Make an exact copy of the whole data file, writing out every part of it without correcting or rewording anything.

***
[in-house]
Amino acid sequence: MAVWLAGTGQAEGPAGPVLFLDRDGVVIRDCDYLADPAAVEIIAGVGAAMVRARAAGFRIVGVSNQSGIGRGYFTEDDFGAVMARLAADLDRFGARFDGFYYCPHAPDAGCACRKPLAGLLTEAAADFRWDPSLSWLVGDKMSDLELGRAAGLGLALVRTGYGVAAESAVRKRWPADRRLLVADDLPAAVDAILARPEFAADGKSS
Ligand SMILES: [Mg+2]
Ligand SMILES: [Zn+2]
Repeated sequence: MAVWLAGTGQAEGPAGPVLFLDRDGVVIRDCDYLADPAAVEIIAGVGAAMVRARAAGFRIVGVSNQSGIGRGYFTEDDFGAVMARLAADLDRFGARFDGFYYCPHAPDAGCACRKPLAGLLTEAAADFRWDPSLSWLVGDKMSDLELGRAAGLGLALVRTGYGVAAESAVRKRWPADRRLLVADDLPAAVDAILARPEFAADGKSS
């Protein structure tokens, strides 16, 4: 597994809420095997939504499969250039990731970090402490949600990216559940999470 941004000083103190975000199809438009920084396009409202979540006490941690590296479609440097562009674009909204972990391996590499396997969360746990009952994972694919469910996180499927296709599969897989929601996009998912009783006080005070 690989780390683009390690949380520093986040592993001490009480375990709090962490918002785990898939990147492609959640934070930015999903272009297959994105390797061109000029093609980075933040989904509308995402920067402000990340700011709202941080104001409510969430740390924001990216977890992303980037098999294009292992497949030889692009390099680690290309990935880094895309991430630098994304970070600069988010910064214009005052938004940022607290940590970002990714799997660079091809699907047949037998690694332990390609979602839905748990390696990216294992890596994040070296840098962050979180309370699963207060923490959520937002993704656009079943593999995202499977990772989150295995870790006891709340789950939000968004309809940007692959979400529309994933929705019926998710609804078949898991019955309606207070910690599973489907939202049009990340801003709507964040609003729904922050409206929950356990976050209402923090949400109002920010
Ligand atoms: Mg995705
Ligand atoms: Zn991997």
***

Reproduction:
[in-house]
Amino acid sequence: MAVWLAGTGQAEGPAGPVLFLDRDGVVIRDCDYLADPAAVEIIAGVGAAMVRARAAGFRIVGVSNQSGIGRGYFTEDDFGAVMARLAADLDRFGARFDGFYYCPHAPDAGCACRKPLAGLLTEAAADFRWDPSLSWLVGDKMSDLELGRAAGLGLALVRTGYGVAAESAVRKRWPADRRLLVADDLPAAVDAILARPEFAADGKSS
Ligand SMILES: [Mg+2]
Ligand SMILES: [Zn+2]
Repeated sequence: MAVWLAGTGQAEGPAGPVLFLDRDGVVIRDCDYLADPAAVEIIAGVGAAMVRARAAGFRIVGVSNQSGIGRGYFTEDDFGAVMARLAADLDRFGARFDGFYYCPHAPDAGCACRKPLAGLLTEAAADFRWDPSLSWLVGDKMSDLELGRAAGLGLALVRTGYGVAAESAVRKRWPADRRLLVADDLPAAVDAILARPEFAADGKSS
């Protein structure tokens, strides 16, 4: 597994809420095997939504499969250039990731970090402490949600990216559940999470 941004000083103190975000199809438009920084396009409202979540006490941690590296479609440097562009674009909204972990391996590499396997969360746990009952994972694919469910996180499927296709599969897989929601996009998912009783006080005070 690989780390683009390690949380520093986040592993001490009480375990709090962490918002785990898939990147492609959640934070930015999903272009297959994105390797061109000029093609980075933040989904509308995402920067402000990340700011709202941080104001409510969430740390924001990216977890992303980037098999294009292992497949030889692009390099680690290309990935880094895309991430630098994304970070600069988010910064214009005052938004940022607290940590970002990714799997660079091809699907047949037998690694332990390609979602839905748990390696990216294992890596994040070296840098962050979180309370699963207060923490959520937002993704656009079943593999995202499977990772989150295995870790006891709340789950939000968004309809940007692959979400529309994933929705019926998710609804078949898991019955309606207070910690599973489907939202049009990340801003709507964040609003729904922050409206929950356990976050209402923090949400109002920010
Ligand atoms: Mg995705
Ligand atoms: Zn991997």